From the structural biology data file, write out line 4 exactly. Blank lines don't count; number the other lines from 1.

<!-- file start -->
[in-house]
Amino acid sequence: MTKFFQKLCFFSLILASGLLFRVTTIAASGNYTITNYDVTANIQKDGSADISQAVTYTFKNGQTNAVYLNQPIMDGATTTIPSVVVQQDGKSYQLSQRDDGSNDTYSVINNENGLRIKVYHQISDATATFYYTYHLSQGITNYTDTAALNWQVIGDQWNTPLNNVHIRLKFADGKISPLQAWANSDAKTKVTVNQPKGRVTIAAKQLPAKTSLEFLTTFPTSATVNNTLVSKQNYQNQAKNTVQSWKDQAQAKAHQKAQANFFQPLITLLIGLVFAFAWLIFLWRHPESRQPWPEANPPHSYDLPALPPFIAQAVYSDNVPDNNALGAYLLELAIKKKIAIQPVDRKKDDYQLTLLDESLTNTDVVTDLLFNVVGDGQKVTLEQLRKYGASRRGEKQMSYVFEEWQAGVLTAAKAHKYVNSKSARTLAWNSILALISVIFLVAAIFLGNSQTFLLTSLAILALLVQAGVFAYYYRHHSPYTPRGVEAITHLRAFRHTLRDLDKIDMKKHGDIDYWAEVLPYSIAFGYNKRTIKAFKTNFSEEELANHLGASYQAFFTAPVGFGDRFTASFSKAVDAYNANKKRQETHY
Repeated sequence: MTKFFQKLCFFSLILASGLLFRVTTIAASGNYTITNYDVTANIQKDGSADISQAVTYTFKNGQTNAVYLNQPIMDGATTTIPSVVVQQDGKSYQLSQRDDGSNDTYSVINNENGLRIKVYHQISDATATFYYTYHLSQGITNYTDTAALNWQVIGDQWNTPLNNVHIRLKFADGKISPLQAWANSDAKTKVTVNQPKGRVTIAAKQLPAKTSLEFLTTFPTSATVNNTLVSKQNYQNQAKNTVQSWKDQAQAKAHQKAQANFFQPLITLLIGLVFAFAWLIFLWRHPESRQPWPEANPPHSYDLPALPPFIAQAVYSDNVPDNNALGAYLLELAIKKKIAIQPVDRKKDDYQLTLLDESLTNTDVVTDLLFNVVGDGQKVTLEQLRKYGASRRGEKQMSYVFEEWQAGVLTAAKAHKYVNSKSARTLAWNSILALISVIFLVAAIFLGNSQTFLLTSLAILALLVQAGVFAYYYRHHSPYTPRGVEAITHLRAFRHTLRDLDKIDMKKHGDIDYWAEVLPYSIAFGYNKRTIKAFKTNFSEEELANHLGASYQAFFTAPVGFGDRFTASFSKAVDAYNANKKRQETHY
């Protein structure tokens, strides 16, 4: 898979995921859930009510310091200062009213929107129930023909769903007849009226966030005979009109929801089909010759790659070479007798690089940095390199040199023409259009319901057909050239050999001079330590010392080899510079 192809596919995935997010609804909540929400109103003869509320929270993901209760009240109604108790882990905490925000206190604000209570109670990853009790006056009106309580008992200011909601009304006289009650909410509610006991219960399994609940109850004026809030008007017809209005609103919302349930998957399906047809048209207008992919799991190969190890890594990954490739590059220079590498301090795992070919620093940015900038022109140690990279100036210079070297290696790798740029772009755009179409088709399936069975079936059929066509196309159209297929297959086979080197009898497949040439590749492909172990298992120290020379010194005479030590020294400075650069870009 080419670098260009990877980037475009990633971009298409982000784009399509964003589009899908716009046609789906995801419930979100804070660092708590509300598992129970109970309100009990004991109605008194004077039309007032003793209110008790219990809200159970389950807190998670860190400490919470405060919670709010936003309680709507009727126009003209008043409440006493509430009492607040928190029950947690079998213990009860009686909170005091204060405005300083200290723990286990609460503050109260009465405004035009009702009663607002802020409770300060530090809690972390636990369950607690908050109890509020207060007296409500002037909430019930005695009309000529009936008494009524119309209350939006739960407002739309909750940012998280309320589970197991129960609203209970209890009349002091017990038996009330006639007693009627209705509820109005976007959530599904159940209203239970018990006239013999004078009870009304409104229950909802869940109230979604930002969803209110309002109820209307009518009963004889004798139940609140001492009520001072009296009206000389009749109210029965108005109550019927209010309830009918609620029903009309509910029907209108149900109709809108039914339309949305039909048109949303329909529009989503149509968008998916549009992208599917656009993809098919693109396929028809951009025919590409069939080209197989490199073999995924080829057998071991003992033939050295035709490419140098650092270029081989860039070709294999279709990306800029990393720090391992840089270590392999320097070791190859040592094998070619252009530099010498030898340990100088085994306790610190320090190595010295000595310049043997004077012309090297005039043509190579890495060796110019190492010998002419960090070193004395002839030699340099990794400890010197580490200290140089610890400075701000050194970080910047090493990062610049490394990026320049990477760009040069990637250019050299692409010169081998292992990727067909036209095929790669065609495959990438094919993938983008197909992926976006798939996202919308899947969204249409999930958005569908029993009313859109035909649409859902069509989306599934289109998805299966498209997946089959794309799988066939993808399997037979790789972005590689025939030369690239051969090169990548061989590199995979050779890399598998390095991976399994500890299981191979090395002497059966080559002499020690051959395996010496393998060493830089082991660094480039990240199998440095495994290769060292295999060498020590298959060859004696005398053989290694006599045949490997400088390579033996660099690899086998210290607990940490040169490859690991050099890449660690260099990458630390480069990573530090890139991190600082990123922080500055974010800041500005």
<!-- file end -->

């Protein structure tokens, strides 16, 4: 898979995921859930009510310091200062009213929107129930023909769903007849009226966030005979009109929801089909010759790659070479007798690089940095390199040199023409259009319901057909050239050999001079330590010392080899510079 192809596919995935997010609804909540929400109103003869509320929270993901209760009240109604108790882990905490925000206190604000209570109670990853009790006056009106309580008992200011909601009304006289009650909410509610006991219960399994609940109850004026809030008007017809209005609103919302349930998957399906047809048209207008992919799991190969190890890594990954490739590059220079590498301090795992070919620093940015900038022109140690990279100036210079070297290696790798740029772009755009179409088709399936069975079936059929066509196309159209297929297959086979080197009898497949040439590749492909172990298992120290020379010194005479030590020294400075650069870009 080419670098260009990877980037475009990633971009298409982000784009399509964003589009899908716009046609789906995801419930979100804070660092708590509300598992129970109970309100009990004991109605008194004077039309007032003793209110008790219990809200159970389950807190998670860190400490919470405060919670709010936003309680709507009727126009003209008043409440006493509430009492607040928190029950947690079998213990009860009686909170005091204060405005300083200290723990286990609460503050109260009465405004035009009702009663607002802020409770300060530090809690972390636990369950607690908050109890509020207060007296409500002037909430019930005695009309000529009936008494009524119309209350939006739960407002739309909750940012998280309320589970197991129960609203209970209890009349002091017990038996009330006639007693009627209705509820109005976007959530599904159940209203239970018990006239013999004078009870009304409104229950909802869940109230979604930002969803209110309002109820209307009518009963004889004798139940609140001492009520001072009296009206000389009749109210029965108005109550019927209010309830009918609620029903009309509910029907209108149900109709809108039914339309949305039909048109949303329909529009989503149509968008998916549009992208599917656009993809098919693109396929028809951009025919590409069939080209197989490199073999995924080829057998071991003992033939050295035709490419140098650092270029081989860039070709294999279709990306800029990393720090391992840089270590392999320097070791190859040592094998070619252009530099010498030898340990100088085994306790610190320090190595010295000595310049043997004077012309090297005039043509190579890495060796110019190492010998002419960090070193004395002839030699340099990794400890010197580490200290140089610890400075701000050194970080910047090493990062610049490394990026320049990477760009040069990637250019050299692409010169081998292992990727067909036209095929790669065609495959990438094919993938983008197909992926976006798939996202919308899947969204249409999930958005569908029993009313859109035909649409859902069509989306599934289109998805299966498209997946089959794309799988066939993808399997037979790789972005590689025939030369690239051969090169990548061989590199995979050779890399598998390095991976399994500890299981191979090395002497059966080559002499020690051959395996010496393998060493830089082991660094480039990240199998440095495994290769060292295999060498020590298959060859004696005398053989290694006599045949490997400088390579033996660099690899086998210290607990940490040169490859690991050099890449660690260099990458630390480069990573530090890139991190600082990123922080500055974010800041500005």